Thursday, June 17, 2010

Today, as I was leaving the public library, I heard the distinct sounds of live pow-wow music.

Today, as I was leaving the public library, I heard the distinct sounds of live pow-wow music. I followed the sounds to a back room of the library where there was actually a drum group performing. In Tennessee. At the public library. I don't think I have met a single Native American person since I have been back here, much less an entire group. For about twenty minutes my whole world froze. I was running late and my meter had expired, but I just couldn't move. I'm trying to resist the idea that this means anything. All I know is that I felt an overwhelming urge to cry, no sob, and that I can't really say exactly why.

Tuesday, June 8, 2010

I had pretty much given up blogging for a while.

I had pretty much given up blogging for a while, but a couple of people asked me to update, and since that is more people than I even thought read this, I guess I will write a little something.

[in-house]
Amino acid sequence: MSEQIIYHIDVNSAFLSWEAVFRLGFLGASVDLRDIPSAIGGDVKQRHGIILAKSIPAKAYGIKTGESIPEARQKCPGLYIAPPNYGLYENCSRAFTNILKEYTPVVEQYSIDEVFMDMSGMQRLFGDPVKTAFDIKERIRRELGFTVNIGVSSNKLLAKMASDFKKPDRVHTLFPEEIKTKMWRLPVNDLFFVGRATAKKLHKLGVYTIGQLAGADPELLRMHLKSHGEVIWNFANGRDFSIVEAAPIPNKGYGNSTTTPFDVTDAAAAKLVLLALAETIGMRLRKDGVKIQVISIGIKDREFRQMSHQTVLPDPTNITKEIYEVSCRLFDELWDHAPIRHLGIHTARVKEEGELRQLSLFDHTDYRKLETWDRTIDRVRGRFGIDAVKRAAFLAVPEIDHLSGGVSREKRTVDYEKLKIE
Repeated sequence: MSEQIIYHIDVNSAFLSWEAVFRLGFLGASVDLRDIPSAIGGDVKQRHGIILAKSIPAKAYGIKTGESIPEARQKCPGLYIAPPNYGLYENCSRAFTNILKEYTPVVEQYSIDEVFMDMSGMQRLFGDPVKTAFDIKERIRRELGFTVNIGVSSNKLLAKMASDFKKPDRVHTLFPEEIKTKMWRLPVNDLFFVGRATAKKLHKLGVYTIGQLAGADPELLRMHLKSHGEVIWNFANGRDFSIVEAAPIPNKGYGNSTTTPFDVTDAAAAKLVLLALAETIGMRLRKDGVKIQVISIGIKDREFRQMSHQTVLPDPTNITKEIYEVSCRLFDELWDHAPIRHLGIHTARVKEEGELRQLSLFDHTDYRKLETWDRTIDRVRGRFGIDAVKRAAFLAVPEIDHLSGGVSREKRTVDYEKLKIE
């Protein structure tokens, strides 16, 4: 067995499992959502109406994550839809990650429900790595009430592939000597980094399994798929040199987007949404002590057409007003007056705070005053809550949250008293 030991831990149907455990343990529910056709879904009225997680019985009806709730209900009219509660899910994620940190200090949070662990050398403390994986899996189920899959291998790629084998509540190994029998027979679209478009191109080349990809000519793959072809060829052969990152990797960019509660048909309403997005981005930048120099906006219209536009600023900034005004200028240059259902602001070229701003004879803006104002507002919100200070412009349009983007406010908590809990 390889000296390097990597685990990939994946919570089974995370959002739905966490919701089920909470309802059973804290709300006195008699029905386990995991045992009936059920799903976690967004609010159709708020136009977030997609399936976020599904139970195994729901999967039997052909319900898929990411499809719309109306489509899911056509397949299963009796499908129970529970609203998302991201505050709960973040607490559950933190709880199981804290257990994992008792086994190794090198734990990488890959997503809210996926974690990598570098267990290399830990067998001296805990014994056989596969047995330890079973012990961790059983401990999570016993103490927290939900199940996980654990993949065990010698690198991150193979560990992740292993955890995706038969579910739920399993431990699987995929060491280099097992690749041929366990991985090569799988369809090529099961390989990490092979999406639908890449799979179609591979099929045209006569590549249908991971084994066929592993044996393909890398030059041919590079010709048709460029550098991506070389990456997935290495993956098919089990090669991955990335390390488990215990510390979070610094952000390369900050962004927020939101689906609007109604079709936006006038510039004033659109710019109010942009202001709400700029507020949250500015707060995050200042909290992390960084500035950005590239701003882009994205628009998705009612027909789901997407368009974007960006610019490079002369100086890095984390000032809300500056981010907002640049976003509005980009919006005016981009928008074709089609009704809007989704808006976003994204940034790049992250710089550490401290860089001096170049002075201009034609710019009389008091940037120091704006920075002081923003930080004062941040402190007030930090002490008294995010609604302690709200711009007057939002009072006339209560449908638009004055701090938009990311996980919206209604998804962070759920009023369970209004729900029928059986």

At the end of April, the coffeehouse at which I had a part-time job had to let go off a few people and I was among them. I finished up my semester at UTC, then started looking for a new job. It has been more difficult than I anticipated. As of today, I am still jobless, but, luckily, Andy has maintained his job, so we are making things work. I’ve heard from multiple sources that the best thing to do when you can’t find a job is to volunteer, so today I signed up to teach ESL to newly arrived refugees with an organization that I came across called Bridges Refugee Services. I have no idea what it will be like but I am pretty excited. I think people recommend volunteering when you can't find a job because at least you are gaining some practical experience during the down time. Mostly, I just don’t want to look back on the summer realizing I wasted all my time thinking that a job was just around the corner, when I could have spent those three months doing something productive. Also, I think it might be as good of a way as any to keep from going crazy. So for now, Andy is the primary “breadwinner” of our little family, and we are living paycheck to paycheck. I know that people usually use that term in a negative way, and I am in no way saying that it is easy, but it took the first few months of our marriage just for us to get to the point of having significant paychecks, so it very much feels like a positive thing. For many families, with children to support or with additional financial burdens, living paycheck to paycheck would not be enough, but for us, in our present circumstances, it is the perfect place to be. In some ways it feels kind of like the modern day version of manna from heaven. Each month, God provides us with just enough to pay the bills, to buy the groceries, and maybe to go on a date to the dollar theater. He gives us our daily bread--our bimonthly bread really-- but never as much as would cause us to forget our dependence on him, to think we have it all under control through our own efforts. Still, we are abundantly blessed beyond what we deserve. Still, at some point during each day I am again overwhelmed by how fortunate I am to have Andy and for us both to have our health and a roof over our heads. I just don’t feel that I could fairly ask for a life any more wonderful than that.